other and to the research community by a common modeling and data infrastructure. Furthermore, operational modeling should maintain links to the latest advances in computer science and information technology.
The climate modeling community is facing an overwhelming short-age of qualified technical and scientific staff. This difficulty is, in part, due to the inability of both research and operational modeling centers to compete with the high salaries and incentives offered by the high tech industry. Some overseas groups, (e.g. ECMWF) have overcome this difficulty by providing highly lucrative salary packages that modeling groups in the United States are unable to match. This situation is aggravated in U.S. university-based modeling groups since they are often dependent on the vagaries of short term funding for employee salaries. Furthermore, this situation is impacting university graduate programs as many students receive lucrative offers from private industry prior to the completion of their degree. This human resource problem is reflected by declining graduate enrollments in all areas of the climate sciences and in the growing disparity in the quality of life of scientists, especially young ones, living in major cities, and their private sector counterparts.
Finding: The panel finds that there is currently a strain on human resources in the climate modeling community. U.S. modeling groups are having difficulty competing with private industry and with overseas institutions for the high skilled and experienced scientists and computer technologists needed to ensure an effective modeling effort in both research and operational modeling efforts.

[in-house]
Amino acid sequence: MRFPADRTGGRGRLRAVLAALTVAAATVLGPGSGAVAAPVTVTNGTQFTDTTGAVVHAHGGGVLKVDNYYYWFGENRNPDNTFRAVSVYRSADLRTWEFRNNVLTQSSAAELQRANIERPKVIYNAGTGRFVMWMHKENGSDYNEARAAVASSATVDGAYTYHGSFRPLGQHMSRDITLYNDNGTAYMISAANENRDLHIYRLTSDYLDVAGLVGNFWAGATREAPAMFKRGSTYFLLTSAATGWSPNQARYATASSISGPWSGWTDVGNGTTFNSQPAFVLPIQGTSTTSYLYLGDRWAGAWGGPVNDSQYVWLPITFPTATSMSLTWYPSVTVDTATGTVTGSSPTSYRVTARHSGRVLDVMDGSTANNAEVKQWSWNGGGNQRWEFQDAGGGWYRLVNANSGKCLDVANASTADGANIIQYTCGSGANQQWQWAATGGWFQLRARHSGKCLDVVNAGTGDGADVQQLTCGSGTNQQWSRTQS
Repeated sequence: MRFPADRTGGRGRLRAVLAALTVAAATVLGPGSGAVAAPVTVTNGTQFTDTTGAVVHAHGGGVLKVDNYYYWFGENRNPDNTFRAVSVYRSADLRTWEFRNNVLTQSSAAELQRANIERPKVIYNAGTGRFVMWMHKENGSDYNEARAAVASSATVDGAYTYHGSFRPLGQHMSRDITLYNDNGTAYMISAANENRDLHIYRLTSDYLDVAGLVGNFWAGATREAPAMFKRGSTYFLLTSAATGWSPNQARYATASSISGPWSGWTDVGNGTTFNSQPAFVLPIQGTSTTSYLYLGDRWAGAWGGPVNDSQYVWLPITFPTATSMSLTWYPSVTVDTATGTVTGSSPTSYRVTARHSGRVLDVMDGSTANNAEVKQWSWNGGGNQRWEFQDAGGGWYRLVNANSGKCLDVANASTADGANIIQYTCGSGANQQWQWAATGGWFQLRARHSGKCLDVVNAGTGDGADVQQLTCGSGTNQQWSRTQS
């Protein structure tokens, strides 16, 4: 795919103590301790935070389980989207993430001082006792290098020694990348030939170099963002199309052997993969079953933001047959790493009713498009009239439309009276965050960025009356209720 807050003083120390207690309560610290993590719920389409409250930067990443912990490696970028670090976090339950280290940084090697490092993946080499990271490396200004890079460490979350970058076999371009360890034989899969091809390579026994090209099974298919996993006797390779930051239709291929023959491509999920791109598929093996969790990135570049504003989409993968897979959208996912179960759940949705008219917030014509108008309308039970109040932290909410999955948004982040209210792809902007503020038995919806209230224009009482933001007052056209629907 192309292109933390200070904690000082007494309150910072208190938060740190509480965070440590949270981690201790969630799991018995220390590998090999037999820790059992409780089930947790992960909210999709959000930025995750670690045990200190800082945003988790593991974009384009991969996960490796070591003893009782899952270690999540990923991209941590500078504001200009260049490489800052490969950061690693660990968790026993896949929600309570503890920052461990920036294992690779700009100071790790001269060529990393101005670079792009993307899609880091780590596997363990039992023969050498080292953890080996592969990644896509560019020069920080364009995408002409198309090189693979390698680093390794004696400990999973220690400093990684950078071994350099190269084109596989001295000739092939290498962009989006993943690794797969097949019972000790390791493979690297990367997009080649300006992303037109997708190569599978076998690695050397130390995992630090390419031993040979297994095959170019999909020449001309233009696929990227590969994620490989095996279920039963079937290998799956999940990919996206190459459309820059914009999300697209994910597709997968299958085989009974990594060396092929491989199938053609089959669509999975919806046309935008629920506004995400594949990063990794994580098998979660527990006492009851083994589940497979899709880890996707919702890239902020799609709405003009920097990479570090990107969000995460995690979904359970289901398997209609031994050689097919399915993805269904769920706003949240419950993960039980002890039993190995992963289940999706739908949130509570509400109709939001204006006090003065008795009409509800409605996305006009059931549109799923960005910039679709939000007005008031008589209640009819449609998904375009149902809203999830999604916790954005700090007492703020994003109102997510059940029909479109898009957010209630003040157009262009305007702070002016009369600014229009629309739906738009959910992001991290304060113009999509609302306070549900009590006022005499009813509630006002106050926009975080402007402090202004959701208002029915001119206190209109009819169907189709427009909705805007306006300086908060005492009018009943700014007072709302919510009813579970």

The shortage of highly skilled technical workers is not particular to the climate modeling community, but is part of a larger shortage of human resources affecting nearly all areas of science and engineering. The complexity of this problem, and the lack of expertise on the panel to address this issue, precludes this panel from making any specific recommendations related to human resources.
The panel has argued that the suite of designated “Climate Services” consisting of the establishment and sustenance of a climate observing system, the production of useful model products on the global and regional scale, and delivery and dissemination of these useful products would satisfy societal demands and would be of great benefit to the research community. In what form these climate services would be delivered; how much of the climate information would be developed and